One Piece: Nicole Hirsch Whitaker Brings Color & Light to the Netflix Adaptation
Sam Stone, COMIC BOOK RESOURCES
August 28, 2023
Eiichiro Oda's globally beloved manga series One Piece is being adapted into an ambitious live-action television series on Netflix. Among the talented members of the crew to breathe new life into the adventures of Monkey D. Luffy and the Straw Hat Pirates is prolific cinematographer Nicole Hirsch Whitaker, who works as the director of photography on the first two episodes of its inaugural season. From capturing Luffy and his friends sailing the high seas in search of treasure or tangling with fearsome foes like Buggy the Clown, there are plenty of fan-favorite moments from One Piece gorgeously reimagined by Whitaker and the team in live-action.
In an exclusive interview with CBR, One Piece cinematographer Nicole Hirsch Whitaker revealed her personal connection to One Piece and explained how the production approached the challenging task of creating the visuals for the show while respecting Oda's original work.
CBR: One Piece is the biggest Netflix original series premiere of the year. How did you want to approach bringing this manga/anime property into live-action?
Nicole Hirsch Whitaker: Marc Jobst, the director, and I had worked on Jupiter's Legacy together. When he got approached to do the project, he came to me and asked me what I would do and how I would approach the project. It was during COVID, so we had a lot of time to talk. We put together a bunch of look books and came up with a bunch of different inspirations, anything from photographers, filmmakers, manga, and things we were inspired by. We basically came up with a look that we wanted for the show that was really grounded and also something that was representative and respectful of what we felt Eiichiro Oda would've wanted the show to look like if he made it in live-action.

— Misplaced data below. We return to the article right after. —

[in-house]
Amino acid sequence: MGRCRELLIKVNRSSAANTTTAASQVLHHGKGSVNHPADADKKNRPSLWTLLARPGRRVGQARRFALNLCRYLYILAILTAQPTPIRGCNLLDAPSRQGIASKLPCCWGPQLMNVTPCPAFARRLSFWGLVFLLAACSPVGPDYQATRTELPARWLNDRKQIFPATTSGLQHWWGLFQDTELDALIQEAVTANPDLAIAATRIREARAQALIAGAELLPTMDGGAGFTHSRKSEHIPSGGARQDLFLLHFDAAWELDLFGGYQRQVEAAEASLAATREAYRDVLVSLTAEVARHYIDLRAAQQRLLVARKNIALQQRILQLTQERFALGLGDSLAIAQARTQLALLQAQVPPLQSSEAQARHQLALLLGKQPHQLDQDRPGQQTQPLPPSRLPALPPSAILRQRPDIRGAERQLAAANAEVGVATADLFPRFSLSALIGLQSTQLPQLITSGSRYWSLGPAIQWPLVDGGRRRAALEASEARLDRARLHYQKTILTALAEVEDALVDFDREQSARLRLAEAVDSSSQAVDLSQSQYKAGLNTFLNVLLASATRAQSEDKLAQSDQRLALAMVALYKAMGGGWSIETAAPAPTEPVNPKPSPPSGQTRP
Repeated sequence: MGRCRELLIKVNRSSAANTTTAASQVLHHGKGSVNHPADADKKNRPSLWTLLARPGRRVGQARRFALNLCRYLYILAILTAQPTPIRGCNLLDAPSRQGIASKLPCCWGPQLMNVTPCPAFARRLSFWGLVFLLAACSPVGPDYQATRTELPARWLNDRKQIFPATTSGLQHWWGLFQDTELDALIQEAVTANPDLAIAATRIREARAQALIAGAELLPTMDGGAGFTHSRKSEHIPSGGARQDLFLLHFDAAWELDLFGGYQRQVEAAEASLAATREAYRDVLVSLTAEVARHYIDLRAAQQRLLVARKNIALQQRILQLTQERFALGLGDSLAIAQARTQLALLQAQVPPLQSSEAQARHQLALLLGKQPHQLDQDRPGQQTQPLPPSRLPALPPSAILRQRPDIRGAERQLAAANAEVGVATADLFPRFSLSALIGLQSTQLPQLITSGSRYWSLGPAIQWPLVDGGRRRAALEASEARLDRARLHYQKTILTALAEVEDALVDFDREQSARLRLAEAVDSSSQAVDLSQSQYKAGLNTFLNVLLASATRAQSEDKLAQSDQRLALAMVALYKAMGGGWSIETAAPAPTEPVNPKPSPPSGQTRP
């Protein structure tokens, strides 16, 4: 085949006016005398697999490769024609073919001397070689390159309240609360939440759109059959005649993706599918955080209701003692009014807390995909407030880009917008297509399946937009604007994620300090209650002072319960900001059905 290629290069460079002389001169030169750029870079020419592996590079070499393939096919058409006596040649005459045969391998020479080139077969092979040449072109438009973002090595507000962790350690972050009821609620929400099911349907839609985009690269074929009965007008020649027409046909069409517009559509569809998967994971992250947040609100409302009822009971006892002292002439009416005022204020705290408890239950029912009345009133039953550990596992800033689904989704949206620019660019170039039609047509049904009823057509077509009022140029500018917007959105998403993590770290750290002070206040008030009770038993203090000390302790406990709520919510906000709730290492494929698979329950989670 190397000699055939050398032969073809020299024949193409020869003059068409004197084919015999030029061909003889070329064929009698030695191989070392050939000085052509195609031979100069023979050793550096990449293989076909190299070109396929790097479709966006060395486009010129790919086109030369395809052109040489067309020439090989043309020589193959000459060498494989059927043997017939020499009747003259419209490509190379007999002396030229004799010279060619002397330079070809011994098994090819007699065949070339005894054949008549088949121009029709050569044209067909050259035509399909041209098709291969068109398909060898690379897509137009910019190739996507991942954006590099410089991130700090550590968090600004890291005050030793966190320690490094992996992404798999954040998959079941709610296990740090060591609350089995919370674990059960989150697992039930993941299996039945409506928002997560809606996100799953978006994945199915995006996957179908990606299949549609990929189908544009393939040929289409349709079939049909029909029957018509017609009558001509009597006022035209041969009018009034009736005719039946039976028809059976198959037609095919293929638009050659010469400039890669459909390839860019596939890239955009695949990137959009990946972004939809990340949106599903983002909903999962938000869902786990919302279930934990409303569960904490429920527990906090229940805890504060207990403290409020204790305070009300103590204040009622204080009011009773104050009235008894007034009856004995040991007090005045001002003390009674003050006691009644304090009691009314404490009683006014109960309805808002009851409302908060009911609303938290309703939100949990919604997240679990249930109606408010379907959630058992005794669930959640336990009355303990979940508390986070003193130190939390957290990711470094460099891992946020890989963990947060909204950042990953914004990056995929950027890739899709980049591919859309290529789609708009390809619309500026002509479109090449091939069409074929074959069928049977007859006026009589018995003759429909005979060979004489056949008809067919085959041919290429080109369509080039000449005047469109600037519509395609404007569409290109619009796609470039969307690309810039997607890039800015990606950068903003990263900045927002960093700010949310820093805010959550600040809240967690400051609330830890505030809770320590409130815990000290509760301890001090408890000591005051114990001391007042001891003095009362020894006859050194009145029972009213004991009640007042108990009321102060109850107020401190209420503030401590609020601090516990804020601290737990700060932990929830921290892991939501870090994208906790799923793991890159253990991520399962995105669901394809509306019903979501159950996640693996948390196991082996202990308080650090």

CBR: This is a pirate show on the high seas, so there's a lot of sunshine and water. How did you want to factor that in as you were capturing these pirate ships and characters?
Nicole Hirsch Whitaker: That was one of the things I thought about a lot because I knew there was going to be a lot of open, available light where we'd be shooting. The boats in South Africa, where we worked, a lot of them can't spin, so we were in one direction and had to deal with tricky lighting situations. I did a lot of research into that. I don't want to say it's easier to light something than take light away, but shooting exteriors and keeping them consistent because some of our scenes would take anywhere from five to eight days and would have to keep consistency over those days with sun, clouds, and rain.
It was really challenging, but it was fun, and I think we did a really good job of maintaining the naturalism that I think [Oda] would've wanted with the show. I know he's happy with what we did in terms of keeping it grounded in the way that they presented their manga version of it.